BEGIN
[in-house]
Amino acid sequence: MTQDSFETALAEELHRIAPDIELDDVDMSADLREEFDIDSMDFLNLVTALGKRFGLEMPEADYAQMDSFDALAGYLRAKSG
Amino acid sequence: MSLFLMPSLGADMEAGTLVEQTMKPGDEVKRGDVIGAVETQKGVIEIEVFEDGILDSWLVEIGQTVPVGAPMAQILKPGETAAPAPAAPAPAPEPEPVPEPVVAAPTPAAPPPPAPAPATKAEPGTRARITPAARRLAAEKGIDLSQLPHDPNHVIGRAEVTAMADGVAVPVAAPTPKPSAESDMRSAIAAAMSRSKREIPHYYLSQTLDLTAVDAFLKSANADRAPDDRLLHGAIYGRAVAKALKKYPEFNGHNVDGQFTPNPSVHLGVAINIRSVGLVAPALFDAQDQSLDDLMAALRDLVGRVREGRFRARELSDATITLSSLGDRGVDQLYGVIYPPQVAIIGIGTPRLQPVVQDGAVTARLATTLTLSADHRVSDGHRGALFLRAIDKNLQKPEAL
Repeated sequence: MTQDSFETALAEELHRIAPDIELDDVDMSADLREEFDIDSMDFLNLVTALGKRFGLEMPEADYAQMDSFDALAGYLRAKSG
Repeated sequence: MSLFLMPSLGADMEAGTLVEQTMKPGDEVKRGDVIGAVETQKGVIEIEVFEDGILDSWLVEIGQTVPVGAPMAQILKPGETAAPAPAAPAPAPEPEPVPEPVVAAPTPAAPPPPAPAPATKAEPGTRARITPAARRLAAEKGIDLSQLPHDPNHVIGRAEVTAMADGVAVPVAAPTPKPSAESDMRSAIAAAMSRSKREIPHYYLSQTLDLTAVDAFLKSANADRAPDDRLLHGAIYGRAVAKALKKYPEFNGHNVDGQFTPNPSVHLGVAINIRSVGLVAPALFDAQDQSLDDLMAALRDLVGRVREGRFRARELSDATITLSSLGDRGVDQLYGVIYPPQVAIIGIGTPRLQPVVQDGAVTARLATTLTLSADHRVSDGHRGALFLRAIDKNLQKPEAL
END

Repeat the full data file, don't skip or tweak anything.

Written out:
[in-house]
Amino acid sequence: MTQDSFETALAEELHRIAPDIELDDVDMSADLREEFDIDSMDFLNLVTALGKRFGLEMPEADYAQMDSFDALAGYLRAKSG
Amino acid sequence: MSLFLMPSLGADMEAGTLVEQTMKPGDEVKRGDVIGAVETQKGVIEIEVFEDGILDSWLVEIGQTVPVGAPMAQILKPGETAAPAPAAPAPAPEPEPVPEPVVAAPTPAAPPPPAPAPATKAEPGTRARITPAARRLAAEKGIDLSQLPHDPNHVIGRAEVTAMADGVAVPVAAPTPKPSAESDMRSAIAAAMSRSKREIPHYYLSQTLDLTAVDAFLKSANADRAPDDRLLHGAIYGRAVAKALKKYPEFNGHNVDGQFTPNPSVHLGVAINIRSVGLVAPALFDAQDQSLDDLMAALRDLVGRVREGRFRARELSDATITLSSLGDRGVDQLYGVIYPPQVAIIGIGTPRLQPVVQDGAVTARLATTLTLSADHRVSDGHRGALFLRAIDKNLQKPEAL
Repeated sequence: MTQDSFETALAEELHRIAPDIELDDVDMSADLREEFDIDSMDFLNLVTALGKRFGLEMPEADYAQMDSFDALAGYLRAKSG
Repeated sequence: MSLFLMPSLGADMEAGTLVEQTMKPGDEVKRGDVIGAVETQKGVIEIEVFEDGILDSWLVEIGQTVPVGAPMAQILKPGETAAPAPAAPAPAPEPEPVPEPVVAAPTPAAPPPPAPAPATKAEPGTRARITPAARRLAAEKGIDLSQLPHDPNHVIGRAEVTAMADGVAVPVAAPTPKPSAESDMRSAIAAAMSRSKREIPHYYLSQTLDLTAVDAFLKSANADRAPDDRLLHGAIYGRAVAKALKKYPEFNGHNVDGQFTPNPSVHLGVAINIRSVGLVAPALFDAQDQSLDDLMAALRDLVGRVREGRFRARELSDATITLSSLGDRGVDQLYGVIYPPQVAIIGIGTPRLQPVVQDGAVTARLATTLTLSADHRVSDGHRGALFLRAIDKNLQKPEAL